Two new programs were unveiled at the summit. One was a “Maritime Domain Awareness Initiative.” Under the guise of cracking down on alleged “illegal Chinese fishing,” this will ramp up US-led maritime monitoring and intervention. It will connect existing surveillance centres in Singapore, India and the Pacific to track vessels across South East Asia and the entire Indo-Pacific. The use of satellite imagery and active intelligence sharing has obvious military implications.
The other initiative was an anti-China economic bloc, labelled the “Indo-Pacific Economic Framework for Prosperity” (IPEF). Unlike supposed “free trade zones,” this 13-member bloc is clearly protectionist, designed to bolster US and allied access to regional markets without offering reduced tariffs or greater access to US markets. The White House said it would enable the US and its allies to “to decide on rules of the road.”
The IPEF dovetails with other measures, expanded at the summit, to strengthen global supply chains—which will be vital in a war against China, the world’s second largest economy—reinforce “digital security” by excluding Chinese telecommunications companies, and develop cyber and space war capacities.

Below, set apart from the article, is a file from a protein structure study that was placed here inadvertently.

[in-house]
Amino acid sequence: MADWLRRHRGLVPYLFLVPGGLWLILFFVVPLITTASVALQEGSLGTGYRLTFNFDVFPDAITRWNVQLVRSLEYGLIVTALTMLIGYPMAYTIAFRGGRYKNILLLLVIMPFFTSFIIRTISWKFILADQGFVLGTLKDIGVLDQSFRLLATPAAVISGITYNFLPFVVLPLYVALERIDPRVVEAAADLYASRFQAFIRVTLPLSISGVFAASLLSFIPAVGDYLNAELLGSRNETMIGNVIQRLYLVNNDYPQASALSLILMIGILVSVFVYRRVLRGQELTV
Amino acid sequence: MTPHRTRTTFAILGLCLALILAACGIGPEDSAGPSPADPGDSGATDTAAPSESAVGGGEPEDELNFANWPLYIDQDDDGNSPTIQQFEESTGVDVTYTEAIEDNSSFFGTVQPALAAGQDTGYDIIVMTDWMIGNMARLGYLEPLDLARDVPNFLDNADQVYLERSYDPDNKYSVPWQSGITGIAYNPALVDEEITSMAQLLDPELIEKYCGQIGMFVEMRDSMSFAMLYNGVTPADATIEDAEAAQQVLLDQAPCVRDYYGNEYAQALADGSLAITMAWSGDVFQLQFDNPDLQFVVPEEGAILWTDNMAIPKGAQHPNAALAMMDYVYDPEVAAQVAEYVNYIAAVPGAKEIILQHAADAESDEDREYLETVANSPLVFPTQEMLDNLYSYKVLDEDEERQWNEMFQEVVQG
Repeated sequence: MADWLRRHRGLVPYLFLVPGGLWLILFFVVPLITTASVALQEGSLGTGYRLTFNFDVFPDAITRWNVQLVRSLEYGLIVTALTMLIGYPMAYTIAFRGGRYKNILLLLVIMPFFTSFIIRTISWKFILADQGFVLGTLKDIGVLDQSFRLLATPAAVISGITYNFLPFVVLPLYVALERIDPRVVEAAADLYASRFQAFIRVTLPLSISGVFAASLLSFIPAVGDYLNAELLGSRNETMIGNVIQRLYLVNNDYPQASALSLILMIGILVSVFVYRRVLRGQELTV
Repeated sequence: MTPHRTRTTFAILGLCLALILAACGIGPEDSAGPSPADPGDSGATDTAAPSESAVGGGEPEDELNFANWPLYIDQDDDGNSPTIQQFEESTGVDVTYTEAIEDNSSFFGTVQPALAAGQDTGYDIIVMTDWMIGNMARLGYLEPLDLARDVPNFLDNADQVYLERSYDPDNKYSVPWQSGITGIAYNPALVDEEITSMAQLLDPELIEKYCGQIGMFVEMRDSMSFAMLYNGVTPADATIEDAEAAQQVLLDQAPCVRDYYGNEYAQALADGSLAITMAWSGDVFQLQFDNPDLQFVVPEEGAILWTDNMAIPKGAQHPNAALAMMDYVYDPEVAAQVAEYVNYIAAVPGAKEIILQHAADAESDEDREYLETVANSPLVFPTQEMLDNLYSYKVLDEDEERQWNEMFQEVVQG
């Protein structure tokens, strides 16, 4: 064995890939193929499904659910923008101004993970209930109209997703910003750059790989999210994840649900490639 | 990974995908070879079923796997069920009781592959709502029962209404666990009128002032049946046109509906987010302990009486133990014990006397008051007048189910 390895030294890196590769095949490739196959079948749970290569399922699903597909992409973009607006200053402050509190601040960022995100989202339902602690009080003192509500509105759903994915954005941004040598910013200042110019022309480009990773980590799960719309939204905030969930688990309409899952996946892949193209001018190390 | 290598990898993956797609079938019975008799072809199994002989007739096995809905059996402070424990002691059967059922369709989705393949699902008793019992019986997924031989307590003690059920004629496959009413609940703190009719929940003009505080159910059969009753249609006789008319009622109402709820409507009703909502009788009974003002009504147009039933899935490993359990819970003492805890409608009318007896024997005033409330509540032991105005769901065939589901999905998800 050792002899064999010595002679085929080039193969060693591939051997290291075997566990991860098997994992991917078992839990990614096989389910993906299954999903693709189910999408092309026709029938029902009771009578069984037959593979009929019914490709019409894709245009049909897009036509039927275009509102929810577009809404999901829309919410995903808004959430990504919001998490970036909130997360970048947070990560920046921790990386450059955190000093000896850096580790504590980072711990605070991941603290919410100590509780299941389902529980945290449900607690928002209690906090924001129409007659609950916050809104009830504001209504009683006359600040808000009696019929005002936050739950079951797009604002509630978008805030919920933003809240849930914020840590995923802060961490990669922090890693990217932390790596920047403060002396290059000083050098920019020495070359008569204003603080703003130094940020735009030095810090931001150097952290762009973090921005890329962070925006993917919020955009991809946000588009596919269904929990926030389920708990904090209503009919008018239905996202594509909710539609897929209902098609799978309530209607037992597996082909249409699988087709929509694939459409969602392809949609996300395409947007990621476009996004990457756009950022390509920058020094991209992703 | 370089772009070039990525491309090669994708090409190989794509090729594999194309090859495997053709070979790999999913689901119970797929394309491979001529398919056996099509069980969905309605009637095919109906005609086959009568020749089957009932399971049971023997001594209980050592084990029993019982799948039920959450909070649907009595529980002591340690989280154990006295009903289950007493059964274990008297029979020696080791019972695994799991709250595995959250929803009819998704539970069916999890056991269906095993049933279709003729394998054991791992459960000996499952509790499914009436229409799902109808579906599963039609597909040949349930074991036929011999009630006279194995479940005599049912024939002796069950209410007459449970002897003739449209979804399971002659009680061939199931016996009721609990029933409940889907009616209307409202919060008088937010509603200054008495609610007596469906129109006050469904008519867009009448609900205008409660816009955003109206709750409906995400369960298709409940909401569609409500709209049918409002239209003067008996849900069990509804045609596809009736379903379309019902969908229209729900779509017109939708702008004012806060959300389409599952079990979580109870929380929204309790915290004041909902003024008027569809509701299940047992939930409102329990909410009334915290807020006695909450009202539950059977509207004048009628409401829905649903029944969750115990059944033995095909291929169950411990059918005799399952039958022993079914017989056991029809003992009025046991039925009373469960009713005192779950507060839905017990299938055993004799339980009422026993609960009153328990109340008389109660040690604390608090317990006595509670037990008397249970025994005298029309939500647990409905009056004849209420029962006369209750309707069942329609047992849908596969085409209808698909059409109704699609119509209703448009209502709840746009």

In a bid to counter Chinese investment and aid, the four leaders said they would “seek to extend more than $US50 billion of infrastructure assistance and investment in the Indo-Pacific, over the next five years.” They claimed to be “committed to bringing tangible benefits to the region,” but the real thrust is to block Chinese programs.
Moreover, the funds promised, even if provided, are drops in the bucket compared to the needs throughout the impoverished former colonial territories stretched across the strategic ocean.
Likewise, the much-promoted focus on climate change is about escalating US and allied “security” operations, especially in the Pacific, to counter Chinese moves, such as Beijing’s recent security agreement with Solomon Islands.